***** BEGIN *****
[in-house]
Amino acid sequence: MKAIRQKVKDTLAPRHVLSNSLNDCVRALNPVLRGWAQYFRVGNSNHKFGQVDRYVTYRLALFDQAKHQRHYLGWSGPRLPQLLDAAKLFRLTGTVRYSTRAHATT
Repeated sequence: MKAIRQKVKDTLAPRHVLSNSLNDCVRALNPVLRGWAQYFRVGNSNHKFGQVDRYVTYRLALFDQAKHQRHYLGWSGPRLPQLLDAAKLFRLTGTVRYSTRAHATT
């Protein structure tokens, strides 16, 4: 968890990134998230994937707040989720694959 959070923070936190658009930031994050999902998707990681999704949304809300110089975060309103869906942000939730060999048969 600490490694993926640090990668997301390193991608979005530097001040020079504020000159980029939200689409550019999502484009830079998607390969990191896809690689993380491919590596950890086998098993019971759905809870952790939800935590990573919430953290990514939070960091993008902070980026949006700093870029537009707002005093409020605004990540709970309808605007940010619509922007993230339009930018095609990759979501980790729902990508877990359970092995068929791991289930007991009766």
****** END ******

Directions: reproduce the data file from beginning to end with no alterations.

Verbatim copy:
[in-house]
Amino acid sequence: MKAIRQKVKDTLAPRHVLSNSLNDCVRALNPVLRGWAQYFRVGNSNHKFGQVDRYVTYRLALFDQAKHQRHYLGWSGPRLPQLLDAAKLFRLTGTVRYSTRAHATT
Repeated sequence: MKAIRQKVKDTLAPRHVLSNSLNDCVRALNPVLRGWAQYFRVGNSNHKFGQVDRYVTYRLALFDQAKHQRHYLGWSGPRLPQLLDAAKLFRLTGTVRYSTRAHATT
């Protein structure tokens, strides 16, 4: 968890990134998230994937707040989720694959 959070923070936190658009930031994050999902998707990681999704949304809300110089975060309103869906942000939730060999048969 600490490694993926640090990668997301390193991608979005530097001040020079504020000159980029939200689409550019999502484009830079998607390969990191896809690689993380491919590596950890086998098993019971759905809870952790939800935590990573919430953290990514939070960091993008902070980026949006700093870029537009707002005093409020605004990540709970309808605007940010619509922007993230339009930018095609990759979501980790729902990508877990359970092995068929791991289930007991009766």